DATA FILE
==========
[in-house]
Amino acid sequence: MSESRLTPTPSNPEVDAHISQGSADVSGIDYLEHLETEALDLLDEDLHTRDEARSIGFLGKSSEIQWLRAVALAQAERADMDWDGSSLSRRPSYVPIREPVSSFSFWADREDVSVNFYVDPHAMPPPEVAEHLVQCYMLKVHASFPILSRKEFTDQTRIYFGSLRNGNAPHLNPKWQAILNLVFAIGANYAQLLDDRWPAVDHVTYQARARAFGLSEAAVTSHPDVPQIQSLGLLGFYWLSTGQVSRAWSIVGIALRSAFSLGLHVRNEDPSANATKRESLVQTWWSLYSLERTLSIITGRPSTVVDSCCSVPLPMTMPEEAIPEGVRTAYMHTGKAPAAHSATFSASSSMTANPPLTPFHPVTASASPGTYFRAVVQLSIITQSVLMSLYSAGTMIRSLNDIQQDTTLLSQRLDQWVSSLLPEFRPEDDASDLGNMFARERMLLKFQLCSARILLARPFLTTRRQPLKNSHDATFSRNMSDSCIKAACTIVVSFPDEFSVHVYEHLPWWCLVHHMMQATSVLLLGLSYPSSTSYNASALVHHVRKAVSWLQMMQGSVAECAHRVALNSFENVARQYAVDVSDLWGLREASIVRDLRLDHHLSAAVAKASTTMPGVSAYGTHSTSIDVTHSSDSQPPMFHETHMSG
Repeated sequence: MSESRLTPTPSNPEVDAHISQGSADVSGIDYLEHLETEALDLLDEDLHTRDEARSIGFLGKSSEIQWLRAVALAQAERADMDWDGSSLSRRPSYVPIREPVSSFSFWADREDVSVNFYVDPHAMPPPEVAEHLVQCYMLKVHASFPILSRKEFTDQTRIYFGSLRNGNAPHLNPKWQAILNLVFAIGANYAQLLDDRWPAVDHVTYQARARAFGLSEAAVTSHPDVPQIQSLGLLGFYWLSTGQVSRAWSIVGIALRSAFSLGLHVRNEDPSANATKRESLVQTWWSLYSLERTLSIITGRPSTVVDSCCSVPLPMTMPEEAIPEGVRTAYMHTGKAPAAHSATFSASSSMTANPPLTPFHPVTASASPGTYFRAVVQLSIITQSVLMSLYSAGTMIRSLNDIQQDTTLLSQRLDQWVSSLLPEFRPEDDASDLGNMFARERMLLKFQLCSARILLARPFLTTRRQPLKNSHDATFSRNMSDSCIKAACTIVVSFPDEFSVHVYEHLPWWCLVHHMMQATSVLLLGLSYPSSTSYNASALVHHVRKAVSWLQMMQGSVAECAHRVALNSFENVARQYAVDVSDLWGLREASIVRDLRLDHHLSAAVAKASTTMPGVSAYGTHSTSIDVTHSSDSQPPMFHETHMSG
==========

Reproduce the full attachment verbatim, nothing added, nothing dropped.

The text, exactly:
[in-house]
Amino acid sequence: MSESRLTPTPSNPEVDAHISQGSADVSGIDYLEHLETEALDLLDEDLHTRDEARSIGFLGKSSEIQWLRAVALAQAERADMDWDGSSLSRRPSYVPIREPVSSFSFWADREDVSVNFYVDPHAMPPPEVAEHLVQCYMLKVHASFPILSRKEFTDQTRIYFGSLRNGNAPHLNPKWQAILNLVFAIGANYAQLLDDRWPAVDHVTYQARARAFGLSEAAVTSHPDVPQIQSLGLLGFYWLSTGQVSRAWSIVGIALRSAFSLGLHVRNEDPSANATKRESLVQTWWSLYSLERTLSIITGRPSTVVDSCCSVPLPMTMPEEAIPEGVRTAYMHTGKAPAAHSATFSASSSMTANPPLTPFHPVTASASPGTYFRAVVQLSIITQSVLMSLYSAGTMIRSLNDIQQDTTLLSQRLDQWVSSLLPEFRPEDDASDLGNMFARERMLLKFQLCSARILLARPFLTTRRQPLKNSHDATFSRNMSDSCIKAACTIVVSFPDEFSVHVYEHLPWWCLVHHMMQATSVLLLGLSYPSSTSYNASALVHHVRKAVSWLQMMQGSVAECAHRVALNSFENVARQYAVDVSDLWGLREASIVRDLRLDHHLSAAVAKASTTMPGVSAYGTHSTSIDVTHSSDSQPPMFHETHMSG
Repeated sequence: MSESRLTPTPSNPEVDAHISQGSADVSGIDYLEHLETEALDLLDEDLHTRDEARSIGFLGKSSEIQWLRAVALAQAERADMDWDGSSLSRRPSYVPIREPVSSFSFWADREDVSVNFYVDPHAMPPPEVAEHLVQCYMLKVHASFPILSRKEFTDQTRIYFGSLRNGNAPHLNPKWQAILNLVFAIGANYAQLLDDRWPAVDHVTYQARARAFGLSEAAVTSHPDVPQIQSLGLLGFYWLSTGQVSRAWSIVGIALRSAFSLGLHVRNEDPSANATKRESLVQTWWSLYSLERTLSIITGRPSTVVDSCCSVPLPMTMPEEAIPEGVRTAYMHTGKAPAAHSATFSASSSMTANPPLTPFHPVTASASPGTYFRAVVQLSIITQSVLMSLYSAGTMIRSLNDIQQDTTLLSQRLDQWVSSLLPEFRPEDDASDLGNMFARERMLLKFQLCSARILLARPFLTTRRQPLKNSHDATFSRNMSDSCIKAACTIVVSFPDEFSVHVYEHLPWWCLVHHMMQATSVLLLGLSYPSSTSYNASALVHHVRKAVSWLQMMQGSVAECAHRVALNSFENVARQYAVDVSDLWGLREASIVRDLRLDHHLSAAVAKASTTMPGVSAYGTHSTSIDVTHSSDSQPPMFHETHMSG